Rice Is Not Just Rice When It Comes To Resident’s Rights

Hopefully, your organization has by now embraced the New Dining Practice Standards introduced through a CMS-cosponsored process in 2011 and is firmly committed to honoring residents’ choices. You as the dietitian dutifully interview them about their food preferences and try to give them what they say they want.

So what’s up with Mrs. Chu? She said she wants rice at every meal and you make sure it is always on her plate. Yet she never touches it. Why not?

Simply put, a bowl of rice is not just a bowl of rice when you truly honor residents’ rights to autonomy and self-determination. Had you gotten to know more about Mrs. Chu ’s life at home, her rituals, her daily pleasures, you may have learned that she likes to spice up her rice with a little vinegar or soy sauce from a small carafe on the side; that she uses a particular type of grain of rice cooked a certain way and served, sticky and steaming hot, in a decorative china bowl. What comes on her tray in the nursing home bears no resemblance to the rice Mrs. Chu enjoyed at home.

riceI can relate to Mrs. Chu’s disappointment (which is based on an actual resident’s experience) through my moments with coffee while traveling. At home, my day doesn’t start right without a first cup of coffee served just the way I like in my favorite cup and lightened with a little whole milk. For me, the ritual is at least as important as the coffee, which I drink with the morning paper spread before me, the cat in my lap and my feet warmed by the rising sun filtering through the east window. The lukewarm, barely palatable coffee served on the airplane in a small plastic cup with little containers of artificial creamer simply doesn’t measure up. But that’s okay because I know I will soon be home and can enjoy coffee the way I like.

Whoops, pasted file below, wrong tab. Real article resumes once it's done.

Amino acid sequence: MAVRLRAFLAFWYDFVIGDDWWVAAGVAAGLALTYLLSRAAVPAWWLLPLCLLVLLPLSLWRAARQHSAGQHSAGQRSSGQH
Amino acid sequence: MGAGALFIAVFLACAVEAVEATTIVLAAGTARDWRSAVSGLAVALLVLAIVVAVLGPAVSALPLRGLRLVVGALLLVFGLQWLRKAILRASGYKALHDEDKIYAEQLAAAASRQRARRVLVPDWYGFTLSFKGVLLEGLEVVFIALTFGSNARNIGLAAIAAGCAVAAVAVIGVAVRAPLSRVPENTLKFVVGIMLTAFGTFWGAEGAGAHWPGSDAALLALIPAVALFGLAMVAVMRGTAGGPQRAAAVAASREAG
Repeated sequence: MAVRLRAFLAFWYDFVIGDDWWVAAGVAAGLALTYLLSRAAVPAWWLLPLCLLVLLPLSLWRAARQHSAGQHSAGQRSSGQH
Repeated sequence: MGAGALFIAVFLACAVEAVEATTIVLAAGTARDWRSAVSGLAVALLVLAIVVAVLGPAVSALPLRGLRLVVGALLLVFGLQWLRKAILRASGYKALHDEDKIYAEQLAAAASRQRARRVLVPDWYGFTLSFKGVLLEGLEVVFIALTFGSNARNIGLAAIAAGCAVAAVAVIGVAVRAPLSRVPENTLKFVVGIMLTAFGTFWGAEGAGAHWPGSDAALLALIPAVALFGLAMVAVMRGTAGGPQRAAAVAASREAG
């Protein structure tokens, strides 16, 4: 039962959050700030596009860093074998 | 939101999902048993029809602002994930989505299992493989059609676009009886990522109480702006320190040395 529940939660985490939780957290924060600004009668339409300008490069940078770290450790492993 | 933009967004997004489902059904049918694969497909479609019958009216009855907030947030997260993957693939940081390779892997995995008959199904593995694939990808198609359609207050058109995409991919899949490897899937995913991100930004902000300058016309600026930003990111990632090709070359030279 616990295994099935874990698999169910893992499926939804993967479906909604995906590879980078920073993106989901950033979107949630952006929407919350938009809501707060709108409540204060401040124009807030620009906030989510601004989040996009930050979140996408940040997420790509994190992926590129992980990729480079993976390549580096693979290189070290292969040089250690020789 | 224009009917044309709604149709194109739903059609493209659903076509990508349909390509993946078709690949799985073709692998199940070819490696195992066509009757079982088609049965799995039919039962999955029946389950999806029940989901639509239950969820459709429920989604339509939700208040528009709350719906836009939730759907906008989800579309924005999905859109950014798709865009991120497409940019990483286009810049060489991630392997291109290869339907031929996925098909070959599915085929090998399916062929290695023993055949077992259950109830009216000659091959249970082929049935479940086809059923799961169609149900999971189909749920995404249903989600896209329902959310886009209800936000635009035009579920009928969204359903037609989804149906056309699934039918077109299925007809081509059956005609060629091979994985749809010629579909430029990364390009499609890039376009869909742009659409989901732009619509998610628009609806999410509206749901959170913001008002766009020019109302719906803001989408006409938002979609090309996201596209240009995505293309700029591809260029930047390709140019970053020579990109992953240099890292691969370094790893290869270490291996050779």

But the nursing facility is Mrs. Chu’s home, and we’re mandated to honor her preference and choice as laid out in the OBRA regulations implemented in 1987. Until now, most nursing homes have taken that mandate to only a very superficial step. The New Dining Practice Standards call for a more meaningful effort, stating: “Residents’ individual choices are actively sought after, care planned and honored, as Tag F 242 requires, based on life patterns, history and current preferences (italics added).

To know details like Mrs. Chu’s rice preferences and my coffee ritual, the dietitian must learn how we live(ed) at home, and that usually necessitates changes in staff behavior, operational systems and social environment.

But it need not require an additional step in the process we already undertake to learn residents true desires – we already interview and assess residents and observe their eating habits in the dining room (or we should). Rather, it’s about adding depth to that process. It’s about building personal relationships to the extent that staff members know the resident’s patterns and moods; what he truly wants and when. When she lived at home, what time in the morning did she normally take her first bite of breakfast? Did he have coffee before, during or after eating? Black or with milk or half-and-half? Sugar or honey? Did she eat alone or in fellowship? Did he watch TV or read the paper at breakfast? What were his favorite recipes? Being this well known by her care providers allows the resident to achieve the same degree of autonomy and self-determination (key words in the OBRA regulations) she’s always enjoyed at home.